Ugnė is an RCM Doctoral Bursary and Doctor Knobel Fund Award holder, as well as generously supported by Mr Samih Sawiris, SEMPRE and the Lithuanian Council for Culture. In 2018, she graduated with a Distinction from Master of Science in Performance Science at the RCM (partly supported by Vilnius Perkūnas Rotary Club), where she investigated the relationship between emotion regulation processes and self-regulated learning in musicians. The research came out with significant findings and was presented at the SEMPRE Graduate Conference in the University of Cambridge, BFS/RMA Graduate Conference in the University of Sheffield, and at the International Symposium for Performance Science 2019 in Melbourne.


Besides that, in 2019 Ugnė was accepted and awarded a grant in a six-month MedTech SuperConnector project run by Imperial College (London), which provides support for early career academic researchers to develop and realise entrepreneurial ideas.

Having studied classical piano performance and pedagogy, Ugnė is also a collaborative pianist and educator. In 2009 she graduated from J. Naujalis Music Gymnasium (Kaunas, Lithuania), where she studied with teacher-expert Birutė Kumpikienė. She then studied for her Bachelor and Master Diplomas at the Lithuanian Music and Theatre Academy, where she was under the tutelage of Prof Aleksandra Žvirblytė. Ugnė is a laureate of several international music competitions in Italy and Lithuania, and has also participated in masterclasses with internationally renowned pianists, such as Christopher Elton, Eugen Indjic, Angela Hewitt. Ugnė participated in the Erasmus Exchange program, studying at the Sibelius Academy in Helsinki, where she was first introduced to performance science by Dr Päivi Arjas.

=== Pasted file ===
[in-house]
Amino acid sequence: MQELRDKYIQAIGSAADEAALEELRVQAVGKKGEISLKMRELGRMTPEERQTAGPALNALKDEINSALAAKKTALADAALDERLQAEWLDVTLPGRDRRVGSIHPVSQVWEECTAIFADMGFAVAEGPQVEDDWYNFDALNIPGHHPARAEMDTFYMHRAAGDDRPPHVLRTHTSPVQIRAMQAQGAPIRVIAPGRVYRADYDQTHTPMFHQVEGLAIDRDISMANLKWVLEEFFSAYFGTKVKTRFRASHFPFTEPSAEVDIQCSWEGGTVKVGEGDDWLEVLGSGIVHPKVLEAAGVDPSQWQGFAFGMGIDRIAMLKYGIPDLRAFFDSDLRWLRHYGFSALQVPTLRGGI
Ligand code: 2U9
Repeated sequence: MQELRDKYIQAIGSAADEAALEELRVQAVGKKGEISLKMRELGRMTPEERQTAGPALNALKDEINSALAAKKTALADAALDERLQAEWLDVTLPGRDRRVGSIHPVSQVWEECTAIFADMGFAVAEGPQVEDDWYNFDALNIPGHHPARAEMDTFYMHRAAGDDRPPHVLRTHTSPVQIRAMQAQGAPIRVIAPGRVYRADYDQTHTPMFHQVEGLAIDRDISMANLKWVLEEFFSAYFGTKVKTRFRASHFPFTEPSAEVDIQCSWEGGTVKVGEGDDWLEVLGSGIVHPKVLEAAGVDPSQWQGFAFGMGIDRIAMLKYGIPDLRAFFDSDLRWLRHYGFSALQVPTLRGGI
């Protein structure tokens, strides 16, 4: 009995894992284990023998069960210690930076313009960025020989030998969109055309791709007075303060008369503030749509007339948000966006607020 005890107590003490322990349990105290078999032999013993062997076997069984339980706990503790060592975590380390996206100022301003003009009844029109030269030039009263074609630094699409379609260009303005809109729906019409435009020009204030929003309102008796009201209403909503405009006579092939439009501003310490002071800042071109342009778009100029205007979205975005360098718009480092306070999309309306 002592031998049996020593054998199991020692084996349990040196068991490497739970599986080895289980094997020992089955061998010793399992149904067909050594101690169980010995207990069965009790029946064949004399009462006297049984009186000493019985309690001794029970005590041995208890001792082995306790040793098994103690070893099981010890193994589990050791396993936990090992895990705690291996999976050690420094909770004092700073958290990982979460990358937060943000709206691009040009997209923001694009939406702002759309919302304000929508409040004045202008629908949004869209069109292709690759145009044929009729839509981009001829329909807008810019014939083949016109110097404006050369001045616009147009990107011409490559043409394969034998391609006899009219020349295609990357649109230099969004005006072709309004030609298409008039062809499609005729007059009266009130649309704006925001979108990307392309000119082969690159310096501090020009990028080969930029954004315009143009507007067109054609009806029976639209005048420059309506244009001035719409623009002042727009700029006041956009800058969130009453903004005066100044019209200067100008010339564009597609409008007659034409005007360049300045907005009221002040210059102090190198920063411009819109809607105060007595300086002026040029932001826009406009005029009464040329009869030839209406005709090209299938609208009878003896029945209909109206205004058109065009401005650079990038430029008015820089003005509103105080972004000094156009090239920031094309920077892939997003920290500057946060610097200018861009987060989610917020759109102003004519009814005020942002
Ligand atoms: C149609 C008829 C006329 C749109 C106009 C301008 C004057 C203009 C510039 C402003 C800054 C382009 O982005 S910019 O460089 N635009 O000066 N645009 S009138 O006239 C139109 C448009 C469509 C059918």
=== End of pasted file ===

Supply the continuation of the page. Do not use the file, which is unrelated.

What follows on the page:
As a chamber musician, Ugnė co-founded the piano trio ‘Colors’ and won several international competitions as well as performed throughout Europe. In 2015 the ensemble was awarded the Merit Diploma by Lithuanian Republic President Dalia Grybauskaitė in recognition of their achievements. As an educator, Ugnė undertook traineeship as a piano teacher and accompanist at the Braganca Music and Dance Conservatory and later as accompanist at the Lisbon Superior School of Music in Portugal. In 2015-2017, she was a piano lecturer at the annual Adult Summer Music Academy held at the LMTA.

The greatest Ugnė’s interest is music and human-being, and she is most passionate about the point where these two phenomenons merge into an act of so-called music performance, which she is investigating through various lenses of her professional life. Being a performer, educator, coach and researcher provides her with various and diverse insights from different angles into the same phenomenon. Above all, Ugnė’s main goal is to help musicians reach their peak performance.


About the lecture:

Emotional intelligence (EI) is a core element in human cognition, behaviour and social interaction. EI refers to the identification, expression, understanding and regulation of personal or others’ emotions. It holds significant potential to impact human performance, well-being, relationships and career. Recently evolving research on music performers has found that EI correlates to higher expertise, motivation and self-esteem, and lower levels of music performance anxiety. It also predicts the experience of flow and higher performance. All these components and more are integral in how musicians come to perform, interact and build careers. In the seminar, empirical research findings will be introduced and discussed in more detail (though avoiding scientific jargon as much as possible), by steering the main attention towards a real-life practical application for professional musicians.